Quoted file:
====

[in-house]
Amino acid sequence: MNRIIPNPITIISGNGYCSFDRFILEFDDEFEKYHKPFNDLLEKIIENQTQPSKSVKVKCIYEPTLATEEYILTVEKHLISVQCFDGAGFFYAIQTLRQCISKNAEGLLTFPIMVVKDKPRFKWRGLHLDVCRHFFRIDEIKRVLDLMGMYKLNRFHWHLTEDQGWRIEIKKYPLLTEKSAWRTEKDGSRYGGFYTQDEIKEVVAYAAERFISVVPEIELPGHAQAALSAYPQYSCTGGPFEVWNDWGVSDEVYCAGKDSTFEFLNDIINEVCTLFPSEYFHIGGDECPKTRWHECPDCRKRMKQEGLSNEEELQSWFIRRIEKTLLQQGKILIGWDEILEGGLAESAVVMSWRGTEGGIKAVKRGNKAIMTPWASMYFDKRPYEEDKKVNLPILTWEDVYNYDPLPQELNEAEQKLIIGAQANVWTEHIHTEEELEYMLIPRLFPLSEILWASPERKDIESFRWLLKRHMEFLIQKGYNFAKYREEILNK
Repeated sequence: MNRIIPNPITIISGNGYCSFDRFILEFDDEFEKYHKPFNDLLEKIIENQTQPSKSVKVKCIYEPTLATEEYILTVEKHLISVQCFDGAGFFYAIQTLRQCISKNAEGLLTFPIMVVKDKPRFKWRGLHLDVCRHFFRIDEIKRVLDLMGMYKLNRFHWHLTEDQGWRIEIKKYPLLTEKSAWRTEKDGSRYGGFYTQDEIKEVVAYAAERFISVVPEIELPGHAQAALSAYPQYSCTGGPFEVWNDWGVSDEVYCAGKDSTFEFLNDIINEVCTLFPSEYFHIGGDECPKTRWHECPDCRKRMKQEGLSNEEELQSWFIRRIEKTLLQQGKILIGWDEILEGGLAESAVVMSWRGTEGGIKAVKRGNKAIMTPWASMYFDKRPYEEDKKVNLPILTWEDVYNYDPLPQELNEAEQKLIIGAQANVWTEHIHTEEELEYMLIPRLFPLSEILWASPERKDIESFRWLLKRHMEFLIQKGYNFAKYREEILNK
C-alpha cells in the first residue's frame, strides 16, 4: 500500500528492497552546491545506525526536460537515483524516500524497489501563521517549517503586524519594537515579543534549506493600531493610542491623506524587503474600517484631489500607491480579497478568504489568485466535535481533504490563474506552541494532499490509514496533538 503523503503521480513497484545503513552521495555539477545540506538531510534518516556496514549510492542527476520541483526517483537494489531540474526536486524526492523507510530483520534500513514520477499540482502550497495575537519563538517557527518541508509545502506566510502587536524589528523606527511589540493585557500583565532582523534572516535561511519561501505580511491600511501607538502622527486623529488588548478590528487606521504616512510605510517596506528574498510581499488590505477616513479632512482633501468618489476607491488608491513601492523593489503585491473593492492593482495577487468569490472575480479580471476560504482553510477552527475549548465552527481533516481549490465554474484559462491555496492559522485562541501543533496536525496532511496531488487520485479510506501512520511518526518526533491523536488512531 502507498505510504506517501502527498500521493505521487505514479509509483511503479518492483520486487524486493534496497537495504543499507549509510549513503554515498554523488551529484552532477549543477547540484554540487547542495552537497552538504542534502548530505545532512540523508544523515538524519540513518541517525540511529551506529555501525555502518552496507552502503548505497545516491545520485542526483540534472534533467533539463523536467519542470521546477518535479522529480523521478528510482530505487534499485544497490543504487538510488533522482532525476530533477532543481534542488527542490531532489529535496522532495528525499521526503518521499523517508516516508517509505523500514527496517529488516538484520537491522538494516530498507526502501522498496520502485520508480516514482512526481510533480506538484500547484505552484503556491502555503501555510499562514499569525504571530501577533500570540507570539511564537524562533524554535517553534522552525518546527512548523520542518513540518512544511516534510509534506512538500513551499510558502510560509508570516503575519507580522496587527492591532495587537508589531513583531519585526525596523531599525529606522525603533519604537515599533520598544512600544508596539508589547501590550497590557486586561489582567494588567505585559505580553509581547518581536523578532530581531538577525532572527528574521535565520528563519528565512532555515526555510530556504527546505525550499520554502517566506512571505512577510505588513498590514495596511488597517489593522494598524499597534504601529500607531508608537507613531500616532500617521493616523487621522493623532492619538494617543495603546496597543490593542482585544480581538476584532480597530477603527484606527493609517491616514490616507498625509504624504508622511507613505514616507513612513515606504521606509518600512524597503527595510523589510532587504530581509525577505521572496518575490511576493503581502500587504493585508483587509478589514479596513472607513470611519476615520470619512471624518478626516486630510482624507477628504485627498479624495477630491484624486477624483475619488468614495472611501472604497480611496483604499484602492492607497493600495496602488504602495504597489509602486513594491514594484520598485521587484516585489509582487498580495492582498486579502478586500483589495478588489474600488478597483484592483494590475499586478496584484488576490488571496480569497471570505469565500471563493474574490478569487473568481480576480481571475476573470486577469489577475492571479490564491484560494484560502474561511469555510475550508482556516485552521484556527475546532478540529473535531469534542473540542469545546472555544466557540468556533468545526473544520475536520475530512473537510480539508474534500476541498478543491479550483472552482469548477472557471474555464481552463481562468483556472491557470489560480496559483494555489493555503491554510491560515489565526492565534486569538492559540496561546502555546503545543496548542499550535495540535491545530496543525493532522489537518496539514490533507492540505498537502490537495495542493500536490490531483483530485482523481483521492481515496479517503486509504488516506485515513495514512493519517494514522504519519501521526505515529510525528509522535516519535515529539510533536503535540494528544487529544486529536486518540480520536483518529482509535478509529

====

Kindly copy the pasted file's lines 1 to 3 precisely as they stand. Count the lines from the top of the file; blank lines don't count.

[in-house]
Amino acid sequence: MNRIIPNPITIISGNGYCSFDRFILEFDDEFEKYHKPFNDLLEKIIENQTQPSKSVKVKCIYEPTLATEEYILTVEKHLISVQCFDGAGFFYAIQTLRQCISKNAEGLLTFPIMVVKDKPRFKWRGLHLDVCRHFFRIDEIKRVLDLMGMYKLNRFHWHLTEDQGWRIEIKKYPLLTEKSAWRTEKDGSRYGGFYTQDEIKEVVAYAAERFISVVPEIELPGHAQAALSAYPQYSCTGGPFEVWNDWGVSDEVYCAGKDSTFEFLNDIINEVCTLFPSEYFHIGGDECPKTRWHECPDCRKRMKQEGLSNEEELQSWFIRRIEKTLLQQGKILIGWDEILEGGLAESAVVMSWRGTEGGIKAVKRGNKAIMTPWASMYFDKRPYEEDKKVNLPILTWEDVYNYDPLPQELNEAEQKLIIGAQANVWTEHIHTEEELEYMLIPRLFPLSEILWASPERKDIESFRWLLKRHMEFLIQKGYNFAKYREEILNK
Repeated sequence: MNRIIPNPITIISGNGYCSFDRFILEFDDEFEKYHKPFNDLLEKIIENQTQPSKSVKVKCIYEPTLATEEYILTVEKHLISVQCFDGAGFFYAIQTLRQCISKNAEGLLTFPIMVVKDKPRFKWRGLHLDVCRHFFRIDEIKRVLDLMGMYKLNRFHWHLTEDQGWRIEIKKYPLLTEKSAWRTEKDGSRYGGFYTQDEIKEVVAYAAERFISVVPEIELPGHAQAALSAYPQYSCTGGPFEVWNDWGVSDEVYCAGKDSTFEFLNDIINEVCTLFPSEYFHIGGDECPKTRWHECPDCRKRMKQEGLSNEEELQSWFIRRIEKTLLQQGKILIGWDEILEGGLAESAVVMSWRGTEGGIKAVKRGNKAIMTPWASMYFDKRPYEEDKKVNLPILTWEDVYNYDPLPQELNEAEQKLIIGAQANVWTEHIHTEEELEYMLIPRLFPLSEILWASPERKDIESFRWLLKRHMEFLIQKGYNFAKYREEILNK